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I know there have been several books written about the Zen of golf.  I admit that I have not read any of them. This is merely my humble take on the spiritual refractions in the practice of the game.  I have been watching a lot of golf lately.  The new season has just begun. And it is Masters Week. That means Spring is upon us!

One of my favorite things about golf is that it is usually set in very beautiful places. Though I may have to rethink that as I saw a documentary recently called, “You’ve Been Trumped,” about how Donald Trump raped an amazingly beautiful coastline in Scotland.  Ever see “Local Hero”?  That was the spot, but there was no hero in this story.  If Donald Trump was seriously running for president, this documentary would’ve sunk his campaign without hidden cameras.

But I digress.  The best golfers are the ones that have a solid stance and an easy swing. Legendary golfer Arnold Palmer said you need to swing your own swing.  I think that means it should be comfortable for you.

Comfort is the secret, I think.  You need to roll with the prevailing winds.  Weather is an important aspect of the game.  The way the wind is blowing can have a definite impact on the game.  Fighting against it does no good.

It is also, perhaps, largely about clearing your mind.  Very often the announcers will talk abut how a golfer, probably thinking about the mistakes he made on the last hole, stiffen up.  Sometimes they are anticipating a hole coming up. Or remembering their defeat the previous year.

There is a certain golfer.  I won’t offer names. He is a good looking man and a pretty good golfer.  But, alas, some of the reason for his success, besides his rather well-proportioned body, is the fact that he appears to have very little going on in his head.  That lack of actively-charged brain activity has helped him, I believe, to focus in on the present and move more easily.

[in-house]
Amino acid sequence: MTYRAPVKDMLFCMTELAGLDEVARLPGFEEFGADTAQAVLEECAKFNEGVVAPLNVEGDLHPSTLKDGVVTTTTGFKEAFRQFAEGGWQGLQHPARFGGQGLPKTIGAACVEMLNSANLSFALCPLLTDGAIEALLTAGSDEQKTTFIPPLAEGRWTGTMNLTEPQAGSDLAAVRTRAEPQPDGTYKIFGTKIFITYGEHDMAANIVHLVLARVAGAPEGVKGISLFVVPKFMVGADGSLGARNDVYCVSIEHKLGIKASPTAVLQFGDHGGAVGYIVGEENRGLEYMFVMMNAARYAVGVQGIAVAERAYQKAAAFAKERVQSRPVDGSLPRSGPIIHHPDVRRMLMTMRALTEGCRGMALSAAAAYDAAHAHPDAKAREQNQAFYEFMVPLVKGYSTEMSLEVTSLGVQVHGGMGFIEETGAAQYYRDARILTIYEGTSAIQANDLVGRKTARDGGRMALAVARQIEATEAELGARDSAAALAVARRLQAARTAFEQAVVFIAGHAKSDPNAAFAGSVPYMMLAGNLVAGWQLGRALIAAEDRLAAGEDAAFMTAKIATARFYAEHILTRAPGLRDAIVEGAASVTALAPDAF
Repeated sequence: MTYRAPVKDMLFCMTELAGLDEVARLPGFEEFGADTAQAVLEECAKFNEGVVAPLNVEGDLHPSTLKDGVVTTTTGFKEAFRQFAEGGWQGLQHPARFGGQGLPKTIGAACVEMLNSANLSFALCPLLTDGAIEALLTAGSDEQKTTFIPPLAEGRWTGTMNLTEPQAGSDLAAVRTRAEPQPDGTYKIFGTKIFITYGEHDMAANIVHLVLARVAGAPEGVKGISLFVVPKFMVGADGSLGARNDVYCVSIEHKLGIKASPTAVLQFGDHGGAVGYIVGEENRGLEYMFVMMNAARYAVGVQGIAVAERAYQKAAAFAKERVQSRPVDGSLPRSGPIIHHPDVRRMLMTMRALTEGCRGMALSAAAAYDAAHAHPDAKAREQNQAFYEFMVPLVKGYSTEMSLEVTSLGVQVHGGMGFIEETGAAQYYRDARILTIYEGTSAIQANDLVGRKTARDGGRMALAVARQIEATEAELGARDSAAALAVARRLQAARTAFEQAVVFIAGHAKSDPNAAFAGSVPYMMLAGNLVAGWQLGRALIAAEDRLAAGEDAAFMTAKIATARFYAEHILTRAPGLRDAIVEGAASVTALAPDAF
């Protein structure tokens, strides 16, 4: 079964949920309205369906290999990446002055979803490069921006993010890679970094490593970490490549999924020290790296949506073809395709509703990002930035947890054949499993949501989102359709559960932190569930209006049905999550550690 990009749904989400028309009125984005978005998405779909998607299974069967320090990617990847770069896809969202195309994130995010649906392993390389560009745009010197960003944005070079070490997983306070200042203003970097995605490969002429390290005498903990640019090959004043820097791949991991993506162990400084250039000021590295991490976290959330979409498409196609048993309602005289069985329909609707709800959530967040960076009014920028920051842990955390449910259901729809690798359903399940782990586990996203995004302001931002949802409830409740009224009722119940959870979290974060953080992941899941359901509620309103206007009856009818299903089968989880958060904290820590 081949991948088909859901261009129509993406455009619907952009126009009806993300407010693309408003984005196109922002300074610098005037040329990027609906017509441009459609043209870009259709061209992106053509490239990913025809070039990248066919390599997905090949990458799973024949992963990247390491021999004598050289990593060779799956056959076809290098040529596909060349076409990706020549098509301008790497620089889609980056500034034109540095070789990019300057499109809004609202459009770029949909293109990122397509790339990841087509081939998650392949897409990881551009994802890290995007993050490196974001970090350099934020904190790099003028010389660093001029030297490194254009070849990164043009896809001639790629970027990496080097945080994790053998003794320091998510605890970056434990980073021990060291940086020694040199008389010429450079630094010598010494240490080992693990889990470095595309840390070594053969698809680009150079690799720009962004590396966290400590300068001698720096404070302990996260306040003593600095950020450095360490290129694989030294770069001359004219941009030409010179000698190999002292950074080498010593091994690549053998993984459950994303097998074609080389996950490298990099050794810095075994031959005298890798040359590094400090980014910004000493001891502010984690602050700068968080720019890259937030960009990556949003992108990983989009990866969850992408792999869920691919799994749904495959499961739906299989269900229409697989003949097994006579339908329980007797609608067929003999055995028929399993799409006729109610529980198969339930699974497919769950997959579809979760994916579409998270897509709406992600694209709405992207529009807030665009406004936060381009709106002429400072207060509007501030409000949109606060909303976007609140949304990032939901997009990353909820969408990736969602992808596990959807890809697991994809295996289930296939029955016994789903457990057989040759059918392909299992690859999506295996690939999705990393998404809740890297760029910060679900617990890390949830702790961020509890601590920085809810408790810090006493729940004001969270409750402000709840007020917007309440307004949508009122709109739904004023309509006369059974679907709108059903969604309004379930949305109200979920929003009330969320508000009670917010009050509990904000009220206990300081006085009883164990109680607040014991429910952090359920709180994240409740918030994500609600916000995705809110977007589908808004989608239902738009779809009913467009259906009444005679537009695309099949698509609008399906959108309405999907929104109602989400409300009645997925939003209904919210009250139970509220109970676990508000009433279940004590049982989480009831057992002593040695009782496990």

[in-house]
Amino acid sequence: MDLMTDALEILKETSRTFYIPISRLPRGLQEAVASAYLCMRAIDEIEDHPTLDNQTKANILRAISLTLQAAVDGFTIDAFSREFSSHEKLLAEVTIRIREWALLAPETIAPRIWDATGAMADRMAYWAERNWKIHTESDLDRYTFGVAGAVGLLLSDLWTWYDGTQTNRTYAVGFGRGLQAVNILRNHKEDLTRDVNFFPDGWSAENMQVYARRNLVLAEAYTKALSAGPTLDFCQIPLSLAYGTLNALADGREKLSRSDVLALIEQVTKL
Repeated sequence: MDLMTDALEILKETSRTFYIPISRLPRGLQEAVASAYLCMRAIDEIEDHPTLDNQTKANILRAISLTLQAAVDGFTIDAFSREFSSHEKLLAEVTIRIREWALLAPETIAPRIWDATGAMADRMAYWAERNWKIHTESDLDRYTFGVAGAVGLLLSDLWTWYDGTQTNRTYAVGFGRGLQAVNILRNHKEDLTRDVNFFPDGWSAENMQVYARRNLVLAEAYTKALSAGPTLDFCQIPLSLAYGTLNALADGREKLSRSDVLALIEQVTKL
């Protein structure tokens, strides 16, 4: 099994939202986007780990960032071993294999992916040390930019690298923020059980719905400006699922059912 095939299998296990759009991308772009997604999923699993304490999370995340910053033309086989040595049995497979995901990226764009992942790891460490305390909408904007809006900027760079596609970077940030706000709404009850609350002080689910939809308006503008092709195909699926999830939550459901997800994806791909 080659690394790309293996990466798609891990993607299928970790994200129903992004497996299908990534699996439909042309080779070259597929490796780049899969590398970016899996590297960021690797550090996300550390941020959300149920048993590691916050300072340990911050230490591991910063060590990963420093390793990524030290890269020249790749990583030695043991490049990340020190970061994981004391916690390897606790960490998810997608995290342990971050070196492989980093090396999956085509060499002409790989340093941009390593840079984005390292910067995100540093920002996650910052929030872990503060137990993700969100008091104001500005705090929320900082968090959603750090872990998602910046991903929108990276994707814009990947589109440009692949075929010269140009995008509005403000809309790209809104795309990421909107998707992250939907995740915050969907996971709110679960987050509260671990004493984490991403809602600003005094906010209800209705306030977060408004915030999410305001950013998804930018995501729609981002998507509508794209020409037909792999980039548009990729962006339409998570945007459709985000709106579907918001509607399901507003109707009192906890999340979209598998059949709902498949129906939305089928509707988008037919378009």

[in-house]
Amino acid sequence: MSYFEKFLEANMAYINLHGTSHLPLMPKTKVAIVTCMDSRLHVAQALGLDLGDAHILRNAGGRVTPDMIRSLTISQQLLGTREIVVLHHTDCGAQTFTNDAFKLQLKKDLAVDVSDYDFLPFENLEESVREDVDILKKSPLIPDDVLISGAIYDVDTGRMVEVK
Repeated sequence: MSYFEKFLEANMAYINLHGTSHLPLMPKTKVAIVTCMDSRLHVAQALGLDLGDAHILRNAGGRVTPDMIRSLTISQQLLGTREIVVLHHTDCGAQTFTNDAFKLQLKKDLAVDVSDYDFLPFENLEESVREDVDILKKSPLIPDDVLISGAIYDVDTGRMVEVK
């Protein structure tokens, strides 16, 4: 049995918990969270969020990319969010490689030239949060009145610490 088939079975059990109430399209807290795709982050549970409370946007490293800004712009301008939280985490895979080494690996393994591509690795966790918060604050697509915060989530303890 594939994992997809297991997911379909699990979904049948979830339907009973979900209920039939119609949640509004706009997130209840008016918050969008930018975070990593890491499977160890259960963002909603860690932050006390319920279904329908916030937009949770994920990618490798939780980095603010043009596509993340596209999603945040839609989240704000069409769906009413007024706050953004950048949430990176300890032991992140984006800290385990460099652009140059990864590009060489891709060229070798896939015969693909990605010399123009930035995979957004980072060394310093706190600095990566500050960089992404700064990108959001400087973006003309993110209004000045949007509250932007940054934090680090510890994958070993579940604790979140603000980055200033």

As soon as you start to stress about something, your swing, the weather, the score . . . you tighten up.  I’ve watched golfers find themselves in the most difficult situations and come out well.  As long as they are able to get a decent stance and swing loosely, without limitations, they can get themselves back into play.  Without it, they continue to make mistakes.

The best way to play golf is with a quiet mind, focusing on the present moment, feeling the way the wind is blowing.  Finding a balanced a stance, checking out the lay of the land and deciding how you want to play it.  And then swinging loosely, your swing, easily, but with intention.  Good rules for life!

For all you golf lovers out there, here’s a radio script from one of my father’s broadcasts.  There is no date on it, but I’m guessing it had to be in the 60’s.

Ladies and Gentlemen, Once Over Lightly with Alan Scott ~

I sit before this typewriter bug-eyed in awe unabashed, contemplating in cold blood the idea of attempting a paean to a golf score of 62. Jack Nicklaus did it in a practice round tuning up for the Open at Baltusrol in Springfield, N.J. If you are a golf nut as I am you will understand and endorse. If not, I can but hope that you are close enough to one who shows signs of galloping golfomania to be at least indulgent.

Sixty, by gum, two (if you don’t dig golf I will try to explain with this tenuous understatement ) is quite a score. It has never been done before at Baltusrol. It is an average of 3 and 4/9 strokes per hole if you must know. When your friendly neighborhood golf goof foams at the mouth and says “sixty two” in hushed reverential tone you will wonder that he can do it. There isn’t a soft poetic labial anywhere in the words. In fact, “sixty two” lends itself rather to being hissed through clenched teeth. But as a golf score, light comes through it as through stained glass windows and there is organ music in the background.

And there is magnificent drama in the incident. IT DIDN’T COUNT! It is tragedy such as only a Shakespeare could assess in his iambic stride.

How do you find something analogous in the Human Adventure?

The actress who weeps real tears for the camera in a scene which is headed for Oscarville just as an extra kicks over a prop. The UN Delegate who quotes Liviticus with telling effect only to discover that the television cameras have cut away for a station break. These marks of tragic irony pale . . . all of them, pale . . . when measured against the record-smashing round of 62 just BEFORE the Open BEGINS.  Stacked against the figure of Jack Nicklaus, King Lear is Laughing Boy.

There is only one who stands in the league with him. It is a salesman named John P. Altemus. He had a hole in one on the thirteenth at Main Line and turned ashen and trembled. He was supposed to be out making calls and the hole in one had to be hushed up to save his job.

In the quiet hours I will raise my glass in silent toast — and I trust you will join me — to John P. Altemus and Jack Nicklaus.

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